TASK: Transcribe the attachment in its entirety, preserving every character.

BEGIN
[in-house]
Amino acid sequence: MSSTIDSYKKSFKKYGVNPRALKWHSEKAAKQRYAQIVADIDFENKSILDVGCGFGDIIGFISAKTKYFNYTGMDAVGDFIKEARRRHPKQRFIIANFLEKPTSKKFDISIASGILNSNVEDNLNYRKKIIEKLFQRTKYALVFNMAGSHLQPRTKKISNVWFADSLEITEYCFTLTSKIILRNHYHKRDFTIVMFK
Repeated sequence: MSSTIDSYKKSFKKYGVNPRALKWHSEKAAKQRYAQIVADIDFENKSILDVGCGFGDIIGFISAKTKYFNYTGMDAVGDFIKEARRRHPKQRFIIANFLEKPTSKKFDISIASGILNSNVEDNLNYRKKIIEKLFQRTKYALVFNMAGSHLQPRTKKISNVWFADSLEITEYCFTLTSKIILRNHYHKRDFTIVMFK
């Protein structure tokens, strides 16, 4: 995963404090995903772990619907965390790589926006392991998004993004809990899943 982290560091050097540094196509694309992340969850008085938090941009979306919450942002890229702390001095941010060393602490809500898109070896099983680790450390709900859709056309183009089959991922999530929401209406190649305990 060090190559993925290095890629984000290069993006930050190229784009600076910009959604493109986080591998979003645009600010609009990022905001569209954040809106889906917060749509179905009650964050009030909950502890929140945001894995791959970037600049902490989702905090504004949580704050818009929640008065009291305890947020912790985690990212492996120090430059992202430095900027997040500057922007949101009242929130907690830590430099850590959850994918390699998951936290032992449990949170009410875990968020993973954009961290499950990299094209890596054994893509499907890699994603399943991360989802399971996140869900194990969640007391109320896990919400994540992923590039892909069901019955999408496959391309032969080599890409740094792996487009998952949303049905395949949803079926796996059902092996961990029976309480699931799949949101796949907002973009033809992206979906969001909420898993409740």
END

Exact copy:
[in-house]
Amino acid sequence: MSSTIDSYKKSFKKYGVNPRALKWHSEKAAKQRYAQIVADIDFENKSILDVGCGFGDIIGFISAKTKYFNYTGMDAVGDFIKEARRRHPKQRFIIANFLEKPTSKKFDISIASGILNSNVEDNLNYRKKIIEKLFQRTKYALVFNMAGSHLQPRTKKISNVWFADSLEITEYCFTLTSKIILRNHYHKRDFTIVMFK
Repeated sequence: MSSTIDSYKKSFKKYGVNPRALKWHSEKAAKQRYAQIVADIDFENKSILDVGCGFGDIIGFISAKTKYFNYTGMDAVGDFIKEARRRHPKQRFIIANFLEKPTSKKFDISIASGILNSNVEDNLNYRKKIIEKLFQRTKYALVFNMAGSHLQPRTKKISNVWFADSLEITEYCFTLTSKIILRNHYHKRDFTIVMFK
């Protein structure tokens, strides 16, 4: 995963404090995903772990619907965390790589926006392991998004993004809990899943 982290560091050097540094196509694309992340969850008085938090941009979306919450942002890229702390001095941010060393602490809500898109070896099983680790450390709900859709056309183009089959991922999530929401209406190649305990 060090190559993925290095890629984000290069993006930050190229784009600076910009959604493109986080591998979003645009600010609009990022905001569209954040809106889906917060749509179905009650964050009030909950502890929140945001894995791959970037600049902490989702905090504004949580704050818009929640008065009291305890947020912790985690990212492996120090430059992202430095900027997040500057922007949101009242929130907690830590430099850590959850994918390699998951936290032992449990949170009410875990968020993973954009961290499950990299094209890596054994893509499907890699994603399943991360989802399971996140869900194990969640007391109320896990919400994540992923590039892909069901019955999408496959391309032969080599890409740094792996487009998952949303049905395949949803079926796996059902092996961990029976309480699931799949949101796949907002973009033809992206979906969001909420898993409740």